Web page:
A galette (aka crostada, aka free form tart) is such a beautifully rustic and effortless pastry, and all the more appealing because of how quick and simple it is to prepare. This recipe is wonderful at this time of year, when citrus fruits are at their peak and there are so many delicious options available to us. I’ve used a combination of grapefruit, Satsuma orange, Meyer lemon, and kumquats, but the sky is truly the limit here, so feel free to use whatever appeals to you!
Any kind of pie, be it galette or otherwise, ideally begins with a perfectly tender and flaky crust. Making a pie crust from scratch can be a scary proposition for many of us, but with your KitchenAid® stand mixer, and these simple tips, you’re guaranteed great results!
It all begins with flour and a little salt in your KitchenAid® stand mixer bowl.
Any good baker will tell you that when it comes to crust, butter= flaky and shortening= tender, but we also know that partially hydrogenated fats pose some serious health risks. I’ve found that a little olive oil yields the same tender result as shortening, but is a much heart-healthier option. Anything from an extra-light, more neutral flavored oil, to a bolder, fruity or peppery extra-virgin will do the trick- it’s totally up to you and your personal preference.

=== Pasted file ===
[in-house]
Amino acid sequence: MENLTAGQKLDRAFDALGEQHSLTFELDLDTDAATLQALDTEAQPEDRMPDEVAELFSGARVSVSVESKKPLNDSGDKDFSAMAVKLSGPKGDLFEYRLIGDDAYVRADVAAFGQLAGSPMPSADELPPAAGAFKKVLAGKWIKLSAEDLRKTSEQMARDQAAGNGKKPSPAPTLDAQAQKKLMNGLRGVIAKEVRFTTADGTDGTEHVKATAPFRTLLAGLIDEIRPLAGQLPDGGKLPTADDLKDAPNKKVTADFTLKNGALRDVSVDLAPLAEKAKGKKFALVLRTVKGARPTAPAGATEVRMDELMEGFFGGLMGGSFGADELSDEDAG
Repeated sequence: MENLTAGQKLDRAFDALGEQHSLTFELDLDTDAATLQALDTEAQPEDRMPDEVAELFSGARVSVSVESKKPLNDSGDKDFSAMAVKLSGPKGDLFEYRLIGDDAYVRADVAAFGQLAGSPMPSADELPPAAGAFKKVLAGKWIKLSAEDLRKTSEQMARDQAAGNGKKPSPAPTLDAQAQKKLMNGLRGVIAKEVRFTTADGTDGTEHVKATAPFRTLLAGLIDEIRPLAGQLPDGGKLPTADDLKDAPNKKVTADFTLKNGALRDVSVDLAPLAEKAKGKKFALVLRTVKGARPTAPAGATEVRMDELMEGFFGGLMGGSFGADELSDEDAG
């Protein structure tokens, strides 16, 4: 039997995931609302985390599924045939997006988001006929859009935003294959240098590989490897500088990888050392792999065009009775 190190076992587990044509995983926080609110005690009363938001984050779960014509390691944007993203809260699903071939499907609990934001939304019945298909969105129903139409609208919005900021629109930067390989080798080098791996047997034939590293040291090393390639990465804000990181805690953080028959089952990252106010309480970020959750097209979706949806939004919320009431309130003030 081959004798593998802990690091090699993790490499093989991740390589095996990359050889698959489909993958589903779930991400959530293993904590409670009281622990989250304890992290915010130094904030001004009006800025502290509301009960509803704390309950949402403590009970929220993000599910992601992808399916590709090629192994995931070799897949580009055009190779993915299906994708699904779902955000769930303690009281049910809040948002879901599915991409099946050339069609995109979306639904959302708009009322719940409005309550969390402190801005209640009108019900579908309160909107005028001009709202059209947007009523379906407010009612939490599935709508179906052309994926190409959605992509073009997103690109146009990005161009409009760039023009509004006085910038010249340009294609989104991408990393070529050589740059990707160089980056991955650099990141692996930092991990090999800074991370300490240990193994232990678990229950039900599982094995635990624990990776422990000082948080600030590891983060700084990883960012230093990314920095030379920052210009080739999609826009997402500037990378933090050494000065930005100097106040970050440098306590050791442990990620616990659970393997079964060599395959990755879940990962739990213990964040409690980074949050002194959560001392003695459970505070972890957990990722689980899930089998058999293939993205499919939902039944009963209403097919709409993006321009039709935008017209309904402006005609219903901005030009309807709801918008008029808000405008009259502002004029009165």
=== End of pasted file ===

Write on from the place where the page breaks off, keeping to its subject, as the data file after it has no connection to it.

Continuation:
Mix the flour, salt and olive oil in the smaller bowl of your stand mixer, with the whip attachment. Use the lowest speed, just until the oil combines with the flour and forms little sesame seed sized balls.
The most important ingredient in good pie crust is COLD. Make sure you are using cold unsalted butter, and cut it into slices, about ¼ inch thick. Toss them into the flour mixture and shake it all around to coat. If your butter seems like it’s warming up or melting at all, pop the whole bowl into the freezer for a few minutes to get a good chill on it.